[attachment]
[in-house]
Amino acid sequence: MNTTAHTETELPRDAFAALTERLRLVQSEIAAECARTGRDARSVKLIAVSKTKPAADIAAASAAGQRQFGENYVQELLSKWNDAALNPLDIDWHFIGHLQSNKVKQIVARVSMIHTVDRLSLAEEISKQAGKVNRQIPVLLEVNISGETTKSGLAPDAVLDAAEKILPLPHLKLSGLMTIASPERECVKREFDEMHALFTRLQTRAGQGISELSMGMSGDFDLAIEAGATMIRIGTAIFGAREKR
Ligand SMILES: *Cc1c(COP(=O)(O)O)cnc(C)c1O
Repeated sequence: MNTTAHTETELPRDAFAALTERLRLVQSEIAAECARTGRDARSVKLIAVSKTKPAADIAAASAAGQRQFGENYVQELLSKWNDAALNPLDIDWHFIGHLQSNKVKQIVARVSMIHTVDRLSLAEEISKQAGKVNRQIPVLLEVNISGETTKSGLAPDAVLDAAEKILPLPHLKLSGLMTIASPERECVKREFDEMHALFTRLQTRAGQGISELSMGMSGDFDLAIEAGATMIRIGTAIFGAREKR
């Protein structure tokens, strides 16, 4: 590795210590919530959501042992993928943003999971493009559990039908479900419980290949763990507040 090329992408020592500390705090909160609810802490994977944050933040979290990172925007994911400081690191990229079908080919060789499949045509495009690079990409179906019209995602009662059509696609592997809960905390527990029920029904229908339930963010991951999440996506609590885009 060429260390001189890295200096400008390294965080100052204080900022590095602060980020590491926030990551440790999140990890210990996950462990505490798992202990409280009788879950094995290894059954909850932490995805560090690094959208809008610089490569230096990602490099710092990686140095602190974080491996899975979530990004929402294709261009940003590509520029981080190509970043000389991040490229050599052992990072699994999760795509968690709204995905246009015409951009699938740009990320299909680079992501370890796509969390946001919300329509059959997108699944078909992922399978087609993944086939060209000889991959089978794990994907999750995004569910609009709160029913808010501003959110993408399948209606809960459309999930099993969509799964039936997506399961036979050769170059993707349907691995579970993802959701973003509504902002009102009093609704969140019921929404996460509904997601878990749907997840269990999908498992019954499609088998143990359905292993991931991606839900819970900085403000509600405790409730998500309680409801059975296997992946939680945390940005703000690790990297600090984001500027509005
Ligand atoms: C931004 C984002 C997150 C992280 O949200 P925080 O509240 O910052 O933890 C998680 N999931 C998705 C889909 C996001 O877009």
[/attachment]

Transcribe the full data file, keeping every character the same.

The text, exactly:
[in-house]
Amino acid sequence: MNTTAHTETELPRDAFAALTERLRLVQSEIAAECARTGRDARSVKLIAVSKTKPAADIAAASAAGQRQFGENYVQELLSKWNDAALNPLDIDWHFIGHLQSNKVKQIVARVSMIHTVDRLSLAEEISKQAGKVNRQIPVLLEVNISGETTKSGLAPDAVLDAAEKILPLPHLKLSGLMTIASPERECVKREFDEMHALFTRLQTRAGQGISELSMGMSGDFDLAIEAGATMIRIGTAIFGAREKR
Ligand SMILES: *Cc1c(COP(=O)(O)O)cnc(C)c1O
Repeated sequence: MNTTAHTETELPRDAFAALTERLRLVQSEIAAECARTGRDARSVKLIAVSKTKPAADIAAASAAGQRQFGENYVQELLSKWNDAALNPLDIDWHFIGHLQSNKVKQIVARVSMIHTVDRLSLAEEISKQAGKVNRQIPVLLEVNISGETTKSGLAPDAVLDAAEKILPLPHLKLSGLMTIASPERECVKREFDEMHALFTRLQTRAGQGISELSMGMSGDFDLAIEAGATMIRIGTAIFGAREKR
């Protein structure tokens, strides 16, 4: 590795210590919530959501042992993928943003999971493009559990039908479900419980290949763990507040 090329992408020592500390705090909160609810802490994977944050933040979290990172925007994911400081690191990229079908080919060789499949045509495009690079990409179906019209995602009662059509696609592997809960905390527990029920029904229908339930963010991951999440996506609590885009 060429260390001189890295200096400008390294965080100052204080900022590095602060980020590491926030990551440790999140990890210990996950462990505490798992202990409280009788879950094995290894059954909850932490995805560090690094959208809008610089490569230096990602490099710092990686140095602190974080491996899975979530990004929402294709261009940003590509520029981080190509970043000389991040490229050599052992990072699994999760795509968690709204995905246009015409951009699938740009990320299909680079992501370890796509969390946001919300329509059959997108699944078909992922399978087609993944086939060209000889991959089978794990994907999750995004569910609009709160029913808010501003959110993408399948209606809960459309999930099993969509799964039936997506399961036979050769170059993707349907691995579970993802959701973003509504902002009102009093609704969140019921929404996460509904997601878990749907997840269990999908498992019954499609088998143990359905292993991931991606839900819970900085403000509600405790409730998500309680409801059975296997992946939680945390940005703000690790990297600090984001500027509005
Ligand atoms: C931004 C984002 C997150 C992280 O949200 P925080 O509240 O910052 O933890 C998680 N999931 C998705 C889909 C996001 O877009």